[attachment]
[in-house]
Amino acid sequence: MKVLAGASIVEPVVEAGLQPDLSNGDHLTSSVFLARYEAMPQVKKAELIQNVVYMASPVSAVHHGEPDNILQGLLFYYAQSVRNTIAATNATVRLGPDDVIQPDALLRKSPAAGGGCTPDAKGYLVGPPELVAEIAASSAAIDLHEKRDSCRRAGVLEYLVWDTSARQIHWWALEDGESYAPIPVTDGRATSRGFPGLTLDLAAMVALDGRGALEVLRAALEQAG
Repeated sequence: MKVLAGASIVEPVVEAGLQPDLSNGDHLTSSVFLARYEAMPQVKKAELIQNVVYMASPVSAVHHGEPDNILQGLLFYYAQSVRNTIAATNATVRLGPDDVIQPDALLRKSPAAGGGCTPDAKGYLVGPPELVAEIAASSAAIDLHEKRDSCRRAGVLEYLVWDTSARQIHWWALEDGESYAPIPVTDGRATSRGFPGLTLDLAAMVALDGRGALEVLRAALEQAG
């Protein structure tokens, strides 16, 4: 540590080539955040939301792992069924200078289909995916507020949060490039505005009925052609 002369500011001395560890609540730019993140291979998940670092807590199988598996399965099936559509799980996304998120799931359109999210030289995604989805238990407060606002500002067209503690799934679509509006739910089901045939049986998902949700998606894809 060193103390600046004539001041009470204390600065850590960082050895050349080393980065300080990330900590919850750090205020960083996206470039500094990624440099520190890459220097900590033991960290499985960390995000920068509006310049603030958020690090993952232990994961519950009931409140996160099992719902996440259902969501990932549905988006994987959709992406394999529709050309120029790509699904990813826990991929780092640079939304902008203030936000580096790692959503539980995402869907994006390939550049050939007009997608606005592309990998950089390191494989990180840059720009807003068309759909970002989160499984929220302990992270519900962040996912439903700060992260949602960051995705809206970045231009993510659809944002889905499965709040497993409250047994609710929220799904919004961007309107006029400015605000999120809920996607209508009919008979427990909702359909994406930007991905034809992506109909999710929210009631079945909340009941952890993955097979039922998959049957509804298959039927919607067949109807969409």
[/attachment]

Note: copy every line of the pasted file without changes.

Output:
[in-house]
Amino acid sequence: MKVLAGASIVEPVVEAGLQPDLSNGDHLTSSVFLARYEAMPQVKKAELIQNVVYMASPVSAVHHGEPDNILQGLLFYYAQSVRNTIAATNATVRLGPDDVIQPDALLRKSPAAGGGCTPDAKGYLVGPPELVAEIAASSAAIDLHEKRDSCRRAGVLEYLVWDTSARQIHWWALEDGESYAPIPVTDGRATSRGFPGLTLDLAAMVALDGRGALEVLRAALEQAG
Repeated sequence: MKVLAGASIVEPVVEAGLQPDLSNGDHLTSSVFLARYEAMPQVKKAELIQNVVYMASPVSAVHHGEPDNILQGLLFYYAQSVRNTIAATNATVRLGPDDVIQPDALLRKSPAAGGGCTPDAKGYLVGPPELVAEIAASSAAIDLHEKRDSCRRAGVLEYLVWDTSARQIHWWALEDGESYAPIPVTDGRATSRGFPGLTLDLAAMVALDGRGALEVLRAALEQAG
């Protein structure tokens, strides 16, 4: 540590080539955040939301792992069924200078289909995916507020949060490039505005009925052609 002369500011001395560890609540730019993140291979998940670092807590199988598996399965099936559509799980996304998120799931359109999210030289995604989805238990407060606002500002067209503690799934679509509006739910089901045939049986998902949700998606894809 060193103390600046004539001041009470204390600065850590960082050895050349080393980065300080990330900590919850750090205020960083996206470039500094990624440099520190890459220097900590033991960290499985960390995000920068509006310049603030958020690090993952232990994961519950009931409140996160099992719902996440259902969501990932549905988006994987959709992406394999529709050309120029790509699904990813826990991929780092640079939304902008203030936000580096790692959503539980995402869907994006390939550049050939007009997608606005592309990998950089390191494989990180840059720009807003068309759909970002989160499984929220302990992270519900962040996912439903700060992260949602960051995705809206970045231009993510659809944002889905499965709040497993409250047994609710929220799904919004961007309107006029400015605000999120809920996607209508009919008979427990909702359909994406930007991905034809992506109909999710929210009631079945909340009941952890993955097979039922998959049957509804298959039927919607067949109807969409």